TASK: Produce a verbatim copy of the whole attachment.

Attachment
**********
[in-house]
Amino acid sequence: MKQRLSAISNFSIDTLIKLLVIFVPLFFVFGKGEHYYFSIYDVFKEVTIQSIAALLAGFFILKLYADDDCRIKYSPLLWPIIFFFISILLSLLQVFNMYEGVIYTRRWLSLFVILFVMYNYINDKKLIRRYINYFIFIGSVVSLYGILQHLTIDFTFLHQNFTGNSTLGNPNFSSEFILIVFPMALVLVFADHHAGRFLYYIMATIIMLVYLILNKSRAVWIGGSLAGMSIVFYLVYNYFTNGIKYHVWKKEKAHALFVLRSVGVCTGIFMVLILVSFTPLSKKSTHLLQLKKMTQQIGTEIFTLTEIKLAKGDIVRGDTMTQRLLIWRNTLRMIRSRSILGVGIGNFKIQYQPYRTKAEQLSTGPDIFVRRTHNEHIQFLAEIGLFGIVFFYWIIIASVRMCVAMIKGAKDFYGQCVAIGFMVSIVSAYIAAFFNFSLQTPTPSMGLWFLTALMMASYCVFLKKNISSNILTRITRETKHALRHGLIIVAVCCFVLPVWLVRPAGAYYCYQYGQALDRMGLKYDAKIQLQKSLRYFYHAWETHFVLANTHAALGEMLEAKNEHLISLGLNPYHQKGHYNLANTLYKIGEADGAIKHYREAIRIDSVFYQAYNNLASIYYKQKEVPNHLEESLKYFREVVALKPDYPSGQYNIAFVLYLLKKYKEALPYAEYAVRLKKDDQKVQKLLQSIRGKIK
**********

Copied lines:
[in-house]
Amino acid sequence: MKQRLSAISNFSIDTLIKLLVIFVPLFFVFGKGEHYYFSIYDVFKEVTIQSIAALLAGFFILKLYADDDCRIKYSPLLWPIIFFFISILLSLLQVFNMYEGVIYTRRWLSLFVILFVMYNYINDKKLIRRYINYFIFIGSVVSLYGILQHLTIDFTFLHQNFTGNSTLGNPNFSSEFILIVFPMALVLVFADHHAGRFLYYIMATIIMLVYLILNKSRAVWIGGSLAGMSIVFYLVYNYFTNGIKYHVWKKEKAHALFVLRSVGVCTGIFMVLILVSFTPLSKKSTHLLQLKKMTQQIGTEIFTLTEIKLAKGDIVRGDTMTQRLLIWRNTLRMIRSRSILGVGIGNFKIQYQPYRTKAEQLSTGPDIFVRRTHNEHIQFLAEIGLFGIVFFYWIIIASVRMCVAMIKGAKDFYGQCVAIGFMVSIVSAYIAAFFNFSLQTPTPSMGLWFLTALMMASYCVFLKKNISSNILTRITRETKHALRHGLIIVAVCCFVLPVWLVRPAGAYYCYQYGQALDRMGLKYDAKIQLQKSLRYFYHAWETHFVLANTHAALGEMLEAKNEHLISLGLNPYHQKGHYNLANTLYKIGEADGAIKHYREAIRIDSVFYQAYNNLASIYYKQKEVPNHLEESLKYFREVVALKPDYPSGQYNIAFVLYLLKKYKEALPYAEYAVRLKKDDQKVQKLLQSIRGKIK